University Dialogues Series I: Effective Participation in Devolved Governance

EVENT BRIEFING NOTE:

The Constituency Development Fund (CDF), Uwezo Fund and the Youth Enterprise Development Fund (YEDF) were all created with the intent to empower individuals and communities to have a greater role in the determination of their development priorities, address poverty, inequalities and reduce rising unemployment especially among the Kenyan Youth.

Between its establishment in 2003 and the year 2011, the CDF[1] had disbursed a total of Kshs.70.3billion to 210 constituencies with each constituency is allocated amounts between Kshs.50-100million[2] for priority projects. More than 85,000 CDF projects have been initiated across the country and are at various stages of completion. Since its formation in 2006, the Youth Entreprise Development Fund (YEDF) has disbursed around Kshs.11billion to finance 264,143 enterprises and provide training for 270,014 entrepreneurs[3]. The latest entrant is the Uwezo Fund which was allocated Kshs.6billion to support approved projects by youth and women.

The transformative potential of these devolved funds is immense. However, these funds have sometimes been plagued with concerns over integrity, efficiency and regional disparities in fund allocation. Even greater challenge has been how to find models that can ensure sustainability of such well-intended funds. The CDF has raised particularly significant concerns over the extent of public consultations and quality of management committees. More recently, its very legality has been challenged, resulting with the High Court declaring on 20th February 2015 the CDF Act 2013 defective and therefore unconstitutional. Both the Youth Fund and Uwezo Fund contend with issues around sustainability, limited public knowledge on purpose and eligibility, objectivity of the award process as well impact of the Funds given the continued rise of youth unemployment.[4]

There is also a persistent (mis)perception of the proliferation of Funds as being more of political posturing than well-thought long term interventions aimed at transforming livelihoods. In the context of a less than 50% loan repayment rate at the Youth Fund,[5] the relatively young Uwezo Fund faces similar concerns over viability and effectiveness in tackling unemployment amongst the youth and the demonstrated interest by Members of Parliament to be involved in its management especially in disbursement of funds.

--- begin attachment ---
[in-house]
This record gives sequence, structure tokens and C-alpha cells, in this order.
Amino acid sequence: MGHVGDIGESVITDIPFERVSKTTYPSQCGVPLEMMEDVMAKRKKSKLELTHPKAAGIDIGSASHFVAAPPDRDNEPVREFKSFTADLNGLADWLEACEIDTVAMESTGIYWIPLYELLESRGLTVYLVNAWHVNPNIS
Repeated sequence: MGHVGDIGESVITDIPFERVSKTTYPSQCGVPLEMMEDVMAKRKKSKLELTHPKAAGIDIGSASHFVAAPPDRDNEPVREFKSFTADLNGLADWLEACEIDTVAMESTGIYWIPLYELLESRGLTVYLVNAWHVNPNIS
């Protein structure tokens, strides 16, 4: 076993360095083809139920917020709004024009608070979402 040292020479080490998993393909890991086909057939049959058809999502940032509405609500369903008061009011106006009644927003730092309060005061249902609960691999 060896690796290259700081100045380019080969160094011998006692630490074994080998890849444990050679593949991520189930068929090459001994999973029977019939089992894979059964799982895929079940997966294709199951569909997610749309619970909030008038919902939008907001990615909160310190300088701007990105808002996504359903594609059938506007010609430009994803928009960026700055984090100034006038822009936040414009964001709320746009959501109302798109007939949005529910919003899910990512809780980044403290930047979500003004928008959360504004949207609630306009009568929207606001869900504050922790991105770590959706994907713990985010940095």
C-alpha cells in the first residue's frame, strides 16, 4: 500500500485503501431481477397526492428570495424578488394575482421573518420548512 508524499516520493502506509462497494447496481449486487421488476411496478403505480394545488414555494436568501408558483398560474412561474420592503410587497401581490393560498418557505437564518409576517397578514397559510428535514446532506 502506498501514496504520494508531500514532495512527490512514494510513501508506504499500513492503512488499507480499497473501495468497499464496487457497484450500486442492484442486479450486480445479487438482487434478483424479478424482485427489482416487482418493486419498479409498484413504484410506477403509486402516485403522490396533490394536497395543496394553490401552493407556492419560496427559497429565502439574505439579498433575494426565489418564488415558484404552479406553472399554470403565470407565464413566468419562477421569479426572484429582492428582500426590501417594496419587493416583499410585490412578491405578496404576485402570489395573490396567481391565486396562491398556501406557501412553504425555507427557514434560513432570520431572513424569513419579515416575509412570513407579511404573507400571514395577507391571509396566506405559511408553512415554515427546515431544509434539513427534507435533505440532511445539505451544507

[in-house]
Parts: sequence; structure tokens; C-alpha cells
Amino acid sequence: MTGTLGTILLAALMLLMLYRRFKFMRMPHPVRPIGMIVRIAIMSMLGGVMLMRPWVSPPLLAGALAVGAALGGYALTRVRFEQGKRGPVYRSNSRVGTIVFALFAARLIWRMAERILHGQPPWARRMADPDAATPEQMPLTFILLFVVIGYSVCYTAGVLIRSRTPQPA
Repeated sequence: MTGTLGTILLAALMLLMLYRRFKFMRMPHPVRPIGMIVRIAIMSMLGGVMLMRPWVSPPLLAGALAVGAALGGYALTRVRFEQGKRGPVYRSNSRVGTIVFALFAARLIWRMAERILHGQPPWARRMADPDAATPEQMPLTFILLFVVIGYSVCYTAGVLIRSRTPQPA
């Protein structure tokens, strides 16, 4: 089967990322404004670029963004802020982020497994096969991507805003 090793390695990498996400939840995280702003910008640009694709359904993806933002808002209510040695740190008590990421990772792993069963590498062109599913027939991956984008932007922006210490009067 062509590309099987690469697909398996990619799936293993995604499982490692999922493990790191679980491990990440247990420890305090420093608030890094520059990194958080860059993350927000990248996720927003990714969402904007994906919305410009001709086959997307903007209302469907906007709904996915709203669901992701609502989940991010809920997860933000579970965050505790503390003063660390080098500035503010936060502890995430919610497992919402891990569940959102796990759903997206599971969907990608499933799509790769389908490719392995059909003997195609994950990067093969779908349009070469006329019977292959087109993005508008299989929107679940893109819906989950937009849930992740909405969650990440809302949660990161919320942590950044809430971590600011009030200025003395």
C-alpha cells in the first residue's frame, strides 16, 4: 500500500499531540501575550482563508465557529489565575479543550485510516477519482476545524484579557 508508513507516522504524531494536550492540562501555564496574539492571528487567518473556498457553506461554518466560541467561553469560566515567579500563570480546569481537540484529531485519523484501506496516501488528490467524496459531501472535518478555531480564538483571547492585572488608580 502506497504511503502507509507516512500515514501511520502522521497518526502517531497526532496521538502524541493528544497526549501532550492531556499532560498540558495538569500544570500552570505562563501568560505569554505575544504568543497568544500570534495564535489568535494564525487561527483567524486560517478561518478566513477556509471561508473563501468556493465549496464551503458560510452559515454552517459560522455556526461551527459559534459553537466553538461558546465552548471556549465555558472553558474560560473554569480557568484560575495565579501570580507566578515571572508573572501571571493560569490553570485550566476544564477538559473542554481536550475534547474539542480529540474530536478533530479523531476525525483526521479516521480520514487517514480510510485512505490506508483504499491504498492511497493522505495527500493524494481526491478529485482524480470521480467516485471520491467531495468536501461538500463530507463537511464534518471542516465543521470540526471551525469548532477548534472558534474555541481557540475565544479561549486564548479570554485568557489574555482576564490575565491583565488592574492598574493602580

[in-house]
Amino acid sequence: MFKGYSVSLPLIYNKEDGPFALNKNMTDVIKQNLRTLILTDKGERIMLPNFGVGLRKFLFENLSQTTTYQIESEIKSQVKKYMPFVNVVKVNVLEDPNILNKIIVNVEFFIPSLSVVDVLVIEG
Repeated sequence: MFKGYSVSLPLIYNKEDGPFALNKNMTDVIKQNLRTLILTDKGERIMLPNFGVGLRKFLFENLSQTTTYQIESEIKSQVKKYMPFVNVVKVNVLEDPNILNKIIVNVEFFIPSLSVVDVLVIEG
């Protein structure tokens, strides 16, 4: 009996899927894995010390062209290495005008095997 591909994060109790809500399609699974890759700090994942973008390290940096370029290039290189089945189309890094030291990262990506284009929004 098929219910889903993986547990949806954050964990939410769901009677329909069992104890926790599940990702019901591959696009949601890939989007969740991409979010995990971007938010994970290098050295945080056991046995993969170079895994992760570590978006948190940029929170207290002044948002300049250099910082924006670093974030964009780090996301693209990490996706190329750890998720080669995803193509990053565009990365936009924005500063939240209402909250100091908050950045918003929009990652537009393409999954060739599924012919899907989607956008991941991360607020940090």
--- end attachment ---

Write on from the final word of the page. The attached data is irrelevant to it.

Structured around a moderator and discussants, this SID University Dialogue Series brings together key leaders, public fund managers, governance specialists and students to explore opportunities for Effective participation in devolved funds: Role of students in building accountability for CDF, Uwezo and YEDF. Some of the key questions we will explore are:

  1. In terms of reach and impact, how do we rate the performance of the three devolved funds in the past 5years?
  2. There is significant effort by government and development partners to popularize entrepreneurship over employment, is it wrong to want to be employed? Is the State neglecting its role in creating employment opportunities?
  3. What are the three biggest obstacles to youth access to CDF, Youth Fund and Uwezo Fund and what can be done to remove them?
  4. What role(s) can young people as intended beneficiaries play to improve accountability in the management of devolved funds?
  5. Would it be more efficient to merge Uwezo and Youth Funds into a single mega-Fund?
  6. What role should, could county governments play in special devolved funds?


[3] Youth Enterprise Development Fund-Credit summary report as at 31st March 2015

[4] A study conducted in Siaya County in 2013 shows that out of the of 202,897 youth surveyed, only 40,063 had benefitted from the YEDF over the last five years

[5]http://www.youtheconomicopportunities.org/sites/default/files/uploads/resource/Effect%20of%20the%20Youth%20Enterprise%20Development%20Fund%20on%20Youth%20Enterprises%20in%20Kenya.pdf